Friday, March 7, 2008

" Girls of 68" This is for you.

So, I want to say I am the first to appreciate a proud husband that has been in love with his wife and happily married for 39 years. Life doesn't get any better. But, for those of us who have been (in these last 15 years) to the raw edge of menopause and back and have returned with our "true voices" intact, this post is for you. Please don't back out of this reunion because you think you should look a certain way or still be "18." One of the reasons I am coming to this 40th is because I have been taking care of an 88 year old mother that is coming to the end of a long battle with her health and who has lived her life for what "others" wanted her to be or do. It makes you re-evaluate what it means to be female. If anyone got to see the musical "Menopause" you know life isn't about staying the same. It is about looking changes in the face and learning to go with them. So, "girls of 68" I am gray, battling weight, divorced and still pretty happy with the way my life has turned out. I've raised a dynamic daughter, live in a comfortable house that I paid for myself, and have worked in a career I love for the past 26 years. Not typical, I guess, but real life. I am "coming home" to honor my New England roots & to say thank you to some great people (male and female) that helped me on the road to where I am today. So I want to hear what the "women of 68" have been doing in the past 40 years-married or not, gray or still paying for "natural color," thin or thick. Like Sugarland/Bon Jovi says in the song, " there are a million miles of memories on that road. Who says you can't go home-there's only one place they call me one of their own." I for one am looking forward to seeing everyone. I may have to put on my progressives to do that, but I will be there with an open heart. See you in June. Sally (Hornkohl) Bell: Way Out West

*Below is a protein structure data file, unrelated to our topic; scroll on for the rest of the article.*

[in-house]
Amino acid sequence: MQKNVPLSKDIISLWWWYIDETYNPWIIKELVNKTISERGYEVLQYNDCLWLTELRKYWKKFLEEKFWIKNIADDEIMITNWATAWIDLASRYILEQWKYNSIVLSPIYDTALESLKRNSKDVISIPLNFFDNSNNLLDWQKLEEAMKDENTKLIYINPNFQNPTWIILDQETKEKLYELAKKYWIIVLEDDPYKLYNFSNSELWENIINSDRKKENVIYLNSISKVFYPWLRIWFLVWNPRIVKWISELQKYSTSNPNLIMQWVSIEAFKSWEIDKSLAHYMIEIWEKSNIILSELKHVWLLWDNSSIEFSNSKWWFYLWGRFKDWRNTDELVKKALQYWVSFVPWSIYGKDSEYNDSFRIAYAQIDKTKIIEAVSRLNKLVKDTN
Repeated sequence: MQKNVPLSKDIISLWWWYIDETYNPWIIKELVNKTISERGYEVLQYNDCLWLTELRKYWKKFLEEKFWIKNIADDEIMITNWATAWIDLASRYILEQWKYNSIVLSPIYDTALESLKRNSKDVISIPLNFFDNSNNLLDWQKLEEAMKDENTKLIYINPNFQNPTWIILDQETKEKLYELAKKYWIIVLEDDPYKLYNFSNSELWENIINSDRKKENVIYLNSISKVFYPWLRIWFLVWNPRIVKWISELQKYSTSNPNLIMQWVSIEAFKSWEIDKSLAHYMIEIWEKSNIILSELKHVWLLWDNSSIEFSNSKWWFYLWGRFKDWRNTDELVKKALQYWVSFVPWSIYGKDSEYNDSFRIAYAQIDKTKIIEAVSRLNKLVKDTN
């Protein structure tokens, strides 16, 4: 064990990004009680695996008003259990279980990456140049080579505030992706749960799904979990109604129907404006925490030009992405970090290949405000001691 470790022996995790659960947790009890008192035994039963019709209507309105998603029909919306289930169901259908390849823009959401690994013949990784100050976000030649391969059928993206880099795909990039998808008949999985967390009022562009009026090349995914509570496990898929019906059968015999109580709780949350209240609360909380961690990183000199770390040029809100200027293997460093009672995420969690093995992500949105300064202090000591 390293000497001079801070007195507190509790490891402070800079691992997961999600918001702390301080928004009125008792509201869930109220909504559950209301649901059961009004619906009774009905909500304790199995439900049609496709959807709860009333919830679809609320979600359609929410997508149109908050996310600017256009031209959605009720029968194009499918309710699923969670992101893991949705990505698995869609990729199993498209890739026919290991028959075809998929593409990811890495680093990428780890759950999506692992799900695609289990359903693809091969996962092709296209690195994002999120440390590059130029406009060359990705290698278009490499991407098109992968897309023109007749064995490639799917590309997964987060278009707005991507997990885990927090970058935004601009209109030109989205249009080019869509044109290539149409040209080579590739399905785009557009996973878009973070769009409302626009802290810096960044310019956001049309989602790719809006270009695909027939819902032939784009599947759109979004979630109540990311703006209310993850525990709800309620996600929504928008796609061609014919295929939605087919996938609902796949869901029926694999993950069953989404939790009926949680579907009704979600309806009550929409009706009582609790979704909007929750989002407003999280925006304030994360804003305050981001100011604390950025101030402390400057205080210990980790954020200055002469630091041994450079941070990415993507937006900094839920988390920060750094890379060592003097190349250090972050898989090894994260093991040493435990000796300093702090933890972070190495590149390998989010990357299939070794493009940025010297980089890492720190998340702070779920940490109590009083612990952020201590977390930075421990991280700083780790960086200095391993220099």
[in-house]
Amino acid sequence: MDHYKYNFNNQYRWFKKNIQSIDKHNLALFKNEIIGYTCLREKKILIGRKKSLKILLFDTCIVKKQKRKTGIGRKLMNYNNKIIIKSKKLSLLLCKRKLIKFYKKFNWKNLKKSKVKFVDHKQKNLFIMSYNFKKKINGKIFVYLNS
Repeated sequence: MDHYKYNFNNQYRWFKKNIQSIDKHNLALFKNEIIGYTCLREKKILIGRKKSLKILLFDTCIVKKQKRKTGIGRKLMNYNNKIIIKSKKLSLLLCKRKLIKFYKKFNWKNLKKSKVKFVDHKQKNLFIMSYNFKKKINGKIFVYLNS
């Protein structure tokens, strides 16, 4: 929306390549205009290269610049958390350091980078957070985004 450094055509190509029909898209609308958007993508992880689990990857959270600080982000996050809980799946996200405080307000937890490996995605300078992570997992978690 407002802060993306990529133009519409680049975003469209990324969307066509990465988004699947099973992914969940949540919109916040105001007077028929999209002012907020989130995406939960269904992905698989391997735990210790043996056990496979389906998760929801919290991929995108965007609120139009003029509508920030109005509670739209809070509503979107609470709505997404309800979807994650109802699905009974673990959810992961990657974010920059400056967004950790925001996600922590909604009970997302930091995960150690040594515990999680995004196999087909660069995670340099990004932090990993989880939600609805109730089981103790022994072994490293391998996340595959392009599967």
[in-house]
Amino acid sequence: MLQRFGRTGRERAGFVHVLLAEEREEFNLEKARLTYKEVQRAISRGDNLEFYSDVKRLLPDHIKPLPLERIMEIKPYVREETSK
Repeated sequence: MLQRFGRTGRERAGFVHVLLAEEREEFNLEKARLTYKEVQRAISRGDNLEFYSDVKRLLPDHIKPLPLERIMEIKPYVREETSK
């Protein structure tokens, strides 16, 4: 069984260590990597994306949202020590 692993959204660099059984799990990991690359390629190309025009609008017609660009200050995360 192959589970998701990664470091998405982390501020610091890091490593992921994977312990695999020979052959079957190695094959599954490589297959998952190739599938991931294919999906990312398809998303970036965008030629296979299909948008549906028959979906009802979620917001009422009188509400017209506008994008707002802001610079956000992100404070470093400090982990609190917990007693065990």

Monday, March 3, 2008


With great sorrow we report that one of our classmates, Sandra Sobolewski Skarzynski, is confined to a nursing facility in Windsor. She has suffered from MS for several years now. Although Sandy is now tube fed and incapable of speech, she is still aware of her surroundings and cognizant of any attempt to communicate with her. As often happens in life, we lost track of one another but during our high school years Sandy was an important and beloved person in our lives. I invite you to post any memory you may have of her, encourage you to send her a card, or, if so inclined, pray for her. Thanks for your support.

Sharon (Rosiek) Ruetenik and Scott Gerber

Cards may be sent to: Sandra Skarzynski, Kimberly Hall South, 1 Emerson Drive, Windsor, CT 06095